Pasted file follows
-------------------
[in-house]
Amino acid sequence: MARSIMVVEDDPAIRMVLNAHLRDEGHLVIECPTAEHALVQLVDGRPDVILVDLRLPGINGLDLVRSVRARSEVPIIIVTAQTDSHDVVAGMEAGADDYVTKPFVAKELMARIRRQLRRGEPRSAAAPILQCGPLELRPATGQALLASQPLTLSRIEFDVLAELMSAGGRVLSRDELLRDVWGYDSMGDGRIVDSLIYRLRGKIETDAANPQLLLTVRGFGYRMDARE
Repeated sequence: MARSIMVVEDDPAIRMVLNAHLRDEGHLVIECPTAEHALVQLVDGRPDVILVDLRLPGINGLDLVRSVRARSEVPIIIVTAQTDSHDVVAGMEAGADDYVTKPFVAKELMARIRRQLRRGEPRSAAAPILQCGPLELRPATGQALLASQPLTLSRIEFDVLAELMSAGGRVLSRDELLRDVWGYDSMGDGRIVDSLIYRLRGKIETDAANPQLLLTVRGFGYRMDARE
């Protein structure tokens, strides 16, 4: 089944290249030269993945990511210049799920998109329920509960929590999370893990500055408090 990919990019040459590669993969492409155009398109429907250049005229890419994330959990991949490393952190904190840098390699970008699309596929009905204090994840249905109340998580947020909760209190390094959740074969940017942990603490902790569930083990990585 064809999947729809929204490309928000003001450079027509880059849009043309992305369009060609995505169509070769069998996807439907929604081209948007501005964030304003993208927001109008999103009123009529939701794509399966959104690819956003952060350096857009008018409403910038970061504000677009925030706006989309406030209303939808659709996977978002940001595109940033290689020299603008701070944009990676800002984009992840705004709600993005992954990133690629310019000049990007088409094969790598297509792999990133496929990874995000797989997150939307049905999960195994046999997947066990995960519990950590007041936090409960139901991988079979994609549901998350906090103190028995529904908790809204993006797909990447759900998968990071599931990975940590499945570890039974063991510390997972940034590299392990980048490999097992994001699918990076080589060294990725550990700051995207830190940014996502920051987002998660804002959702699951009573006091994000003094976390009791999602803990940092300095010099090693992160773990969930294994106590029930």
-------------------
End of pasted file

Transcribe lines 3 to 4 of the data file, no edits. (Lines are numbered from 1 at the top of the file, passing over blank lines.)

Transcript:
Repeated sequence: MARSIMVVEDDPAIRMVLNAHLRDEGHLVIECPTAEHALVQLVDGRPDVILVDLRLPGINGLDLVRSVRARSEVPIIIVTAQTDSHDVVAGMEAGADDYVTKPFVAKELMARIRRQLRRGEPRSAAAPILQCGPLELRPATGQALLASQPLTLSRIEFDVLAELMSAGGRVLSRDELLRDVWGYDSMGDGRIVDSLIYRLRGKIETDAANPQLLLTVRGFGYRMDARE
């Protein structure tokens, strides 16, 4: 089944290249030269993945990511210049799920998109329920509960929590999370893990500055408090 990919990019040459590669993969492409155009398109429907250049005229890419994330959990991949490393952190904190840098390699970008699309596929009905204090994840249905109340998580947020909760209190390094959740074969940017942990603490902790569930083990990585 064809999947729809929204490309928000003001450079027509880059849009043309992305369009060609995505169509070769069998996807439907929604081209948007501005964030304003993208927001109008999103009123009529939701794509399966959104690819956003952060350096857009008018409403910038970061504000677009925030706006989309406030209303939808659709996977978002940001595109940033290689020299603008701070944009990676800002984009992840705004709600993005992954990133690629310019000049990007088409094969790598297509792999990133496929990874995000797989997150939307049905999960195994046999997947066990995960519990950590007041936090409960139901991988079979994609549901998350906090103190028995529904908790809204993006797909990447759900998968990071599931990975940590499945570890039974063991510390997972940034590299392990980048490999097992994001699918990076080589060294990725550990700051995207830190940014996502920051987002998660804002959702699951009573006091994000003094976390009791999602803990940092300095010099090693992160773990969930294994106590029930």